My girl’s been lucky enough to see her idols once on the trip already- in Singapore, at an arena. But tonight, we’re going to see some up-and-comers, live in the studio. We meet a pair of young American women, foreign exchange students, who are also coming to the show tonight. “I can’t wait,” says one breathlessly. “They are here, they are live, and they are adorable.” The three of them laugh. I roll my eyes. This will be a long night.
Bismark said if you love the law or sausages, you should never watch either being made. The same goes for television. We are ushered into a large sound studio, walls curtained black with a large stage to the back. The audience is coralled between the main stage and a side presentation area for the hosts, packed in enough to hike the audience energy. The fuss and bother of pre-broadcast preparations flow seamlessly into the actual show. There’s no big announcement, no flash or dazzle. Suddenly, the hosts appear to the side of the stage, and announce the first act. The stage lights come on, and a young woman sings a ballad.
About halfway though, a bored-looking stage director comes on stage, and waves at the performer. The girl stops singing- at least, her mouth stops moving. Her song continues to play over the speakers. She bows to the audience, smiles sheepishly, and exits. There’s a smattering of applause. This happens another two times. Groups of young androgynous men, and lolita-like girls, come onstage, singing and dancing. Then they’re pulled off mid lip-synch.
|And the winner is, for the 153 week in a row… corporate profits!|
Photo by Jane Robinson-Boivin
I can’t quite figure what’s going on until I glance to the side and see a monitor playing the feed. The bands have pre-recorded their acts, which are going out ‘live’ to the air. Their appearance here tonight is mostly to top-and-tail the show production.
Most of the audience, oddly, isn’t even paying attention to what’s on stage. About a quarter are watching monitors stage right, another quarter are sitting cross-legged on the floor texting friends, and another handful have their backs to the performance, hoping to catch a glimpse of their idols as they walk backstage.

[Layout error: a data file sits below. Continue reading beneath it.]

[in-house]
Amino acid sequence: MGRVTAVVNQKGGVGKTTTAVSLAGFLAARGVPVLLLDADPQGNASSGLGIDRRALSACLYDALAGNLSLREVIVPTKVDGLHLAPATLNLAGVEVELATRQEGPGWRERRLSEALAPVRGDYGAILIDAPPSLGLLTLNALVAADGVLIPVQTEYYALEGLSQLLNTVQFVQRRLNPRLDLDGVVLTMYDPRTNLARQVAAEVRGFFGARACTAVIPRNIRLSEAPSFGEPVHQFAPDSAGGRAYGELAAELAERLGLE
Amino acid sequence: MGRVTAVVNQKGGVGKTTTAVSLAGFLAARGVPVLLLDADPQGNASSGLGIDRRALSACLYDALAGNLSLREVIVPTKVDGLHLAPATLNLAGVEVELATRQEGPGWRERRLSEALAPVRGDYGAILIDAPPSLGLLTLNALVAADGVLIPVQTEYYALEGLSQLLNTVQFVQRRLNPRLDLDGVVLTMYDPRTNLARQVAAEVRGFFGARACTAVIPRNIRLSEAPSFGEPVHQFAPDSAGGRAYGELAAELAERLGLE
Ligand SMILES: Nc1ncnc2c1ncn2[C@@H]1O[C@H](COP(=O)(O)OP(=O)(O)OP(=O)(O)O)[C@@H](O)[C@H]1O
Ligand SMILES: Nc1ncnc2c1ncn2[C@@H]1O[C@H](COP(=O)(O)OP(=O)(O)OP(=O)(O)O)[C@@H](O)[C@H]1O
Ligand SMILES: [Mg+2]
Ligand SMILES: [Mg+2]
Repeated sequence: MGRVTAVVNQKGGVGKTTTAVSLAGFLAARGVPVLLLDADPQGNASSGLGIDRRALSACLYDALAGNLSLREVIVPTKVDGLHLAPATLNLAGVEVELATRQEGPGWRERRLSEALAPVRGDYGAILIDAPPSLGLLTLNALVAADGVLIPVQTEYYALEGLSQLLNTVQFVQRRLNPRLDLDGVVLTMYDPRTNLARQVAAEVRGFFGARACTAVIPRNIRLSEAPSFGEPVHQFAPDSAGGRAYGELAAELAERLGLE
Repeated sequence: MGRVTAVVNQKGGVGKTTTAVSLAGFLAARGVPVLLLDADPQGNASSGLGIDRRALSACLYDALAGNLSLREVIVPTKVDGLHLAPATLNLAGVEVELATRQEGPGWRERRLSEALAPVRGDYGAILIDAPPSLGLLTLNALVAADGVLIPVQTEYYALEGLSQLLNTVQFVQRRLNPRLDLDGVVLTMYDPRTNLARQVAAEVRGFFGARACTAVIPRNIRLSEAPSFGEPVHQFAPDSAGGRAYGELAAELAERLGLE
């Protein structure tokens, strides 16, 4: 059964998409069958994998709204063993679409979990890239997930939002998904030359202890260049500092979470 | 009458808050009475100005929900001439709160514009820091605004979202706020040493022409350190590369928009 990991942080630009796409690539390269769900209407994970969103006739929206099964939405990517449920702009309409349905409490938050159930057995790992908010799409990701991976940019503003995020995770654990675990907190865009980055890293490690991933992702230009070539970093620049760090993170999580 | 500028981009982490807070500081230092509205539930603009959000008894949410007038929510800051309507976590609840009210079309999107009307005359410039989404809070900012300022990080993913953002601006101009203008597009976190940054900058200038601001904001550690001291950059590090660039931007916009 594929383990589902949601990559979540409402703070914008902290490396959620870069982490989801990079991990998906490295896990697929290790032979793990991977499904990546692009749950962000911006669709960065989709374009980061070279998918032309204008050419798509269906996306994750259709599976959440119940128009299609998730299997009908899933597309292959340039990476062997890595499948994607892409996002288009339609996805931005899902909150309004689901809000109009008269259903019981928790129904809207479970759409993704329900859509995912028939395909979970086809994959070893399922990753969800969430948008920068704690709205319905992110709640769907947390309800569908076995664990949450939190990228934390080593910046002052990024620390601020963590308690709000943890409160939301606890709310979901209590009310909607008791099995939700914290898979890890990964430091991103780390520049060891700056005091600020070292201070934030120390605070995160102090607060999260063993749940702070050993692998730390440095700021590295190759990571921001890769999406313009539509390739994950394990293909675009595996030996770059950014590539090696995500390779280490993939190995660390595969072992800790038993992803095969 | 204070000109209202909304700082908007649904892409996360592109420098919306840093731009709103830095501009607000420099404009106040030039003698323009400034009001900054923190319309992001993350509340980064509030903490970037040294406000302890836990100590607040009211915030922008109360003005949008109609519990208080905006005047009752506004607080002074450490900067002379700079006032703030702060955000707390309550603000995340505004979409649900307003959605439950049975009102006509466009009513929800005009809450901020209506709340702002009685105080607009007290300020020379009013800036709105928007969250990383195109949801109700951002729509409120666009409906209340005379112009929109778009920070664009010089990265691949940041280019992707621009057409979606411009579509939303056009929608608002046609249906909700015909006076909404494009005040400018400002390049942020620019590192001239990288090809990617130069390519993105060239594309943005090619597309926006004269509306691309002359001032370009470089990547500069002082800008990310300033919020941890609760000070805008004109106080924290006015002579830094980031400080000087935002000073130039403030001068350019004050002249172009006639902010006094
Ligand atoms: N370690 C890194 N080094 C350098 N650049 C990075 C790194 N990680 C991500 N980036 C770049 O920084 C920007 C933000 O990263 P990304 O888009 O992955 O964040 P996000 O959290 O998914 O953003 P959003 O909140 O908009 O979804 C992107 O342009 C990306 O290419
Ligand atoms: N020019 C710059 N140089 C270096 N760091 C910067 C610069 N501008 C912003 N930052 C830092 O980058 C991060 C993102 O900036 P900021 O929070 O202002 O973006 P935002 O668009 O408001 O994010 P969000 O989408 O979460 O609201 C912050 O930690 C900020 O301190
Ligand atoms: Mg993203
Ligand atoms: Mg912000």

It’s no wonder they don’t have a camera on the audience. The performance, such as it is, continues, and the energy increases as the show progresses. It’s a countdown of the top radio and TV pop songs of the week, and the hot bands are saved for last. More of the audience starts to stand up, there’s screaming and some weeping, scarves waved and heart-signs flashed.
Finally all the acts gather on the stage, and a winner is announced. There’s a bit of forced congratulations all around by the bands- the decision who’d win, after all, was actually made in a boardroom months ago. Fireworks go off, confetti falls, spots sweep the studio, credits roll. The crowd leaves, sweaty and happy.
It’s dark as we hail a cab for the short trip home. My girl is happy- she’s seen some of her favorite new bands tonight. She asks if she can go again next week. What the heck, I figure, and agree. “If we’re still here,” I caution. Sure, her music sucks to me. But I’m old. Her music should suck- the way my music sucked to my parents. There’d be something wrong if I really liked her music. She’s found her own path, and it’s lead us here, far away from home. I couldn’t ask for more.